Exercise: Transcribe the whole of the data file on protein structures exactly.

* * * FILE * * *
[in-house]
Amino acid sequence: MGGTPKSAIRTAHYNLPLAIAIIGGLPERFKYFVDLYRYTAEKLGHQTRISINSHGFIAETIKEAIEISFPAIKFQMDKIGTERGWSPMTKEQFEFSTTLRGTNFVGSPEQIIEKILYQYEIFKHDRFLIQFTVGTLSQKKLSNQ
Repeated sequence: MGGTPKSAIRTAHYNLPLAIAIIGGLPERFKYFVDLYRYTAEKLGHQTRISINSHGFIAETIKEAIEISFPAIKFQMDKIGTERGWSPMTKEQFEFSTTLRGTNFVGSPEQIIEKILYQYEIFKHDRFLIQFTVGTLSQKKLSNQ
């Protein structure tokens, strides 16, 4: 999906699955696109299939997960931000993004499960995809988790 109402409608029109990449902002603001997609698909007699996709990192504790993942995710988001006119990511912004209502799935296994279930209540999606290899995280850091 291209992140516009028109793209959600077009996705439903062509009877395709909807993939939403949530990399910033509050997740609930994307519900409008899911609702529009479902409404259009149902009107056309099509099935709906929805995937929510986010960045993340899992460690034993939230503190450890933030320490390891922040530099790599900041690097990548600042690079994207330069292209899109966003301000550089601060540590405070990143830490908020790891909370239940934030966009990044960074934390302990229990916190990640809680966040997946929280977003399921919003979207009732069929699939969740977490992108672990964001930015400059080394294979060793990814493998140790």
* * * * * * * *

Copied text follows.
[in-house]
Amino acid sequence: MGGTPKSAIRTAHYNLPLAIAIIGGLPERFKYFVDLYRYTAEKLGHQTRISINSHGFIAETIKEAIEISFPAIKFQMDKIGTERGWSPMTKEQFEFSTTLRGTNFVGSPEQIIEKILYQYEIFKHDRFLIQFTVGTLSQKKLSNQ
Repeated sequence: MGGTPKSAIRTAHYNLPLAIAIIGGLPERFKYFVDLYRYTAEKLGHQTRISINSHGFIAETIKEAIEISFPAIKFQMDKIGTERGWSPMTKEQFEFSTTLRGTNFVGSPEQIIEKILYQYEIFKHDRFLIQFTVGTLSQKKLSNQ
């Protein structure tokens, strides 16, 4: 999906699955696109299939997960931000993004499960995809988790 109402409608029109990449902002603001997609698909007699996709990192504790993942995710988001006119990511912004209502799935296994279930209540999606290899995280850091 291209992140516009028109793209959600077009996705439903062509009877395709909807993939939403949530990399910033509050997740609930994307519900409008899911609702529009479902409404259009149902009107056309099509099935709906929805995937929510986010960045993340899992460690034993939230503190450890933030320490390891922040530099790599900041690097990548600042690079994207330069292209899109966003301000550089601060540590405070990143830490908020790891909370239940934030966009990044960074934390302990229990916190990640809680966040997946929280977003399921919003979207009732069929699939969740977490992108672990964001930015400059080394294979060793990814493998140790």